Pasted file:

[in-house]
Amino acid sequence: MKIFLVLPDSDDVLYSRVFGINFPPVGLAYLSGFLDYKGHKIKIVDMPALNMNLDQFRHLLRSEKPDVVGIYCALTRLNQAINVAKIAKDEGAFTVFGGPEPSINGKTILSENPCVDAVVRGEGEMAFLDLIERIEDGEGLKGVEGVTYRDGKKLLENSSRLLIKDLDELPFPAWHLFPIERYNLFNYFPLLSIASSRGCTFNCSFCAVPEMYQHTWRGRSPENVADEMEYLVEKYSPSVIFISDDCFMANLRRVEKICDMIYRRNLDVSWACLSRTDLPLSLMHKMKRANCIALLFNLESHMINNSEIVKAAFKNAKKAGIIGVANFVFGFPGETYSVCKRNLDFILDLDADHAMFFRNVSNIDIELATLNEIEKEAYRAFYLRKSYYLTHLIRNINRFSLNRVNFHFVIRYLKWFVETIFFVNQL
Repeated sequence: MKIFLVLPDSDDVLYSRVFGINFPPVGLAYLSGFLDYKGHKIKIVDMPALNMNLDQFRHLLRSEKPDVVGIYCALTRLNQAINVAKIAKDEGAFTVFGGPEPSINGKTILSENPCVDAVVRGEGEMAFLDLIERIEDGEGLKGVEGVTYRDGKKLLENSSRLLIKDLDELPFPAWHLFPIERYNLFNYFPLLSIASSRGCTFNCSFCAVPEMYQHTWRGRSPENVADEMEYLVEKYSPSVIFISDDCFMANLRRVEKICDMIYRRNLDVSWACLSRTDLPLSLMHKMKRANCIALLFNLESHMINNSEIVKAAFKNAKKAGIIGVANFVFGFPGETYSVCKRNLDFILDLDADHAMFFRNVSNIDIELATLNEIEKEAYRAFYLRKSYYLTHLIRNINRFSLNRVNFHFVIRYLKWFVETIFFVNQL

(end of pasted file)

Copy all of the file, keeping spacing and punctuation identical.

[in-house]
Amino acid sequence: MKIFLVLPDSDDVLYSRVFGINFPPVGLAYLSGFLDYKGHKIKIVDMPALNMNLDQFRHLLRSEKPDVVGIYCALTRLNQAINVAKIAKDEGAFTVFGGPEPSINGKTILSENPCVDAVVRGEGEMAFLDLIERIEDGEGLKGVEGVTYRDGKKLLENSSRLLIKDLDELPFPAWHLFPIERYNLFNYFPLLSIASSRGCTFNCSFCAVPEMYQHTWRGRSPENVADEMEYLVEKYSPSVIFISDDCFMANLRRVEKICDMIYRRNLDVSWACLSRTDLPLSLMHKMKRANCIALLFNLESHMINNSEIVKAAFKNAKKAGIIGVANFVFGFPGETYSVCKRNLDFILDLDADHAMFFRNVSNIDIELATLNEIEKEAYRAFYLRKSYYLTHLIRNINRFSLNRVNFHFVIRYLKWFVETIFFVNQL
Repeated sequence: MKIFLVLPDSDDVLYSRVFGINFPPVGLAYLSGFLDYKGHKIKIVDMPALNMNLDQFRHLLRSEKPDVVGIYCALTRLNQAINVAKIAKDEGAFTVFGGPEPSINGKTILSENPCVDAVVRGEGEMAFLDLIERIEDGEGLKGVEGVTYRDGKKLLENSSRLLIKDLDELPFPAWHLFPIERYNLFNYFPLLSIASSRGCTFNCSFCAVPEMYQHTWRGRSPENVADEMEYLVEKYSPSVIFISDDCFMANLRRVEKICDMIYRRNLDVSWACLSRTDLPLSLMHKMKRANCIALLFNLESHMINNSEIVKAAFKNAKKAGIIGVANFVFGFPGETYSVCKRNLDFILDLDADHAMFFRNVSNIDIELATLNEIEKEAYRAFYLRKSYYLTHLIRNINRFSLNRVNFHFVIRYLKWFVETIFFVNQL